On physical examination, there was tenderness on low back, and motor weakness of both lower extremities. MRI demonstrated a posteriorly situated epidural mass extending from L4 to L5, compressing the thecal sac between L4 and L5. The mass showed low signal intensity on T1-weighted images and hyperintensity on T2-weighted images (Fig. 2).

Fig. 2
Spinal epidural hematoma L4-L5 on MRI. A : Initial sagittal T1-weighted image demonstrating a epidural collection (arrow) at the L4 and L5 body level. B : Initial sagittal T2-weighted image shows that the hematoma (arrow) is hyperintense to the spinal ...

Laminectomy at L4-5 was first planned as an initial management. However, the clinical symptom showed progressive improvement in both of radiating pain and motor weakness. We changed our plan to a conservative management with close observation. The clinical course was uneventful. After 1 month, the patient showed full recovery both in motor and sensory functions.

Case 3

A 50-year-old man presented with complaints of progressive weakness of the left leg and tingling sensation in both the legs since one month following epidural block procedure and physical therapy several times in a pain clinic as a treatment for his chronic back pain.

No other systemic problems were reported. On physical examination, we found foot drop in the left side. The patellar tendon reflex was absent and hypoesthesia was found in the left leg. He also complained dysuria, which was developed recently. MRI demonstrated a localized high-intensity mass at the L4-5 body level, located posteriorly with spinal cord compression in both T1-and T2-weighted images (Fig. 3).

Fig. 3
Spinal epidural hematoma L4-L5 on MRI. A : Initial sagittal T1-weighted image shows hypointense mass (arrow). B : Sagittal T1-weighted image shows that the hematoma (arrow) is hyperintense in the dorsal part of spinal canal. C : Axial T2-weighted image ...

Laminectomy of L4-5 was performed. An organized encapsulated epidural hematoma was encountered and removed. No obvious origins of the bleed were recognized.

Almost 3 weeks after the operation, the patient regained improvement of motor and sensory functions; however, left-foot drop sign remained with slight improvement.

Case 4

A 58-year-old woman presented with pain in the both buttock regions and radiating pain to both lower leg since 3 days following a facet joint blocks in a pain clinic for her back pain which was present for 2 years.

There were no other systemic complaints. On physical examination, motor weakness in the lower extremities, and hypoesthesia of both lower extremities were present. Urgent magnetic resonance imaging scan demonstrated a posteriorly situated epidural mass extending from L1 to L2, causing spinal cord compression between L1 and L2. The mass was low intense on T1-weighted image and hyperintense on T2-weighted image (Fig. 4A, B, C).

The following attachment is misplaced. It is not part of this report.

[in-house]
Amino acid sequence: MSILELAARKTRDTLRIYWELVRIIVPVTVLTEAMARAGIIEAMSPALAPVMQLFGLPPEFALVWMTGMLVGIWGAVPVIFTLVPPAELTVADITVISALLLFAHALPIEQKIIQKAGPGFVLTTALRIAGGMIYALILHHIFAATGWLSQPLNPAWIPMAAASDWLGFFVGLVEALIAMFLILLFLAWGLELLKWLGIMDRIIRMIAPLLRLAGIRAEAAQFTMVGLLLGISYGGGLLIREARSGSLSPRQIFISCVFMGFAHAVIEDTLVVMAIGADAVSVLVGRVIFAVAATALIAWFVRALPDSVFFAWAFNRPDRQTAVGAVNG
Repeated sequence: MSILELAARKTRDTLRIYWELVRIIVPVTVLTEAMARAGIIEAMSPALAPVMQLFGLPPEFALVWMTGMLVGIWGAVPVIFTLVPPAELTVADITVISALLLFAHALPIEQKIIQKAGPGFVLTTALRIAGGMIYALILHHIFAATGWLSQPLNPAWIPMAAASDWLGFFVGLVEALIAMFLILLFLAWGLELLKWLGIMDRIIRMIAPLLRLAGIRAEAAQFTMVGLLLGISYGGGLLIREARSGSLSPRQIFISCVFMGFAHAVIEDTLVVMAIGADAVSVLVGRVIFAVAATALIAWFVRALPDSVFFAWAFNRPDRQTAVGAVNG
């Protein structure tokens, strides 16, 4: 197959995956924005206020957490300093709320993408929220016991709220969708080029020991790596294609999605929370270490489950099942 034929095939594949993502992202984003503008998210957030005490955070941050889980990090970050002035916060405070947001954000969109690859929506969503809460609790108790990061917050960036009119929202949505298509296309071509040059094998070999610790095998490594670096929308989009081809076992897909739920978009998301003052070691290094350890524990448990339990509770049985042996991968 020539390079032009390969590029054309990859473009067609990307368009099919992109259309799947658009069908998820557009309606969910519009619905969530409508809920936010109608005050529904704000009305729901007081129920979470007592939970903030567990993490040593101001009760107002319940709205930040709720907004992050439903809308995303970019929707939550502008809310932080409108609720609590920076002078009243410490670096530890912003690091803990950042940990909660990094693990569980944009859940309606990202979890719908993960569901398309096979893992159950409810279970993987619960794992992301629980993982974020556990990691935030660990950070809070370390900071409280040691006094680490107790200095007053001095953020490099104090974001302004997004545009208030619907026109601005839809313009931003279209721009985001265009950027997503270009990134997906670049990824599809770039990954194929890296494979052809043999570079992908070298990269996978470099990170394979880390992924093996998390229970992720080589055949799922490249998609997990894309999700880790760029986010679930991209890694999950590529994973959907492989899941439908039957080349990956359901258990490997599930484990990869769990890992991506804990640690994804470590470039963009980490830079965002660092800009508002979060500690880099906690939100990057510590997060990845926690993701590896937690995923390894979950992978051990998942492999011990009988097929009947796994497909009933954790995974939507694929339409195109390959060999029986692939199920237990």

Fig. 4
Spinal epidural hematoma L1-L2 on MRI. A : Initial sagittal T1-weighted image shows that the hematoma (arrow) is hypointense in the dorsal part of spinal canal. B : Initial sagittal T2-weighted image shows that the hematoma (arrow) compress the thecal ...

Initially, operation was planned as a treatment modality but rapid improvement in motor power of lower extremities was observed. At 10 days after admission, the patient regained almost full motor power as well as sensory functions, and was discharged with full recovery. After 2 weeks of the admission, follow-up MRI showed that hematoma was resolved completely (Fig. 4D, E, F).

DISCUSSION

Spinal epidural hematoma is a rare clinical entity in healthy patients without coagulopathy. Jackson11) described it in 1869 for the first time, and approximately 350 cases have been reported in the literature since then7,14). The earliest estimate by Tryba23) suggested an incidence of 1 : 220,000 after a spinal block and 1 : 150,000 after an epidural block.

Spinal epidural hematoma is a space-occupying lesion caused by several cause. It has been reported after trauma, lumbar puncture, epidural anesthesia, operation, coagulopathy, vascular malformation, neoplasm, hypertension, diabetes mellitus, pregnancy, anticoagulative medication, etc4,7,9,10,17,19,24). Some authors reported spinal epidural hematoma without obvious cause as spontaneous epidural hematoma1,10).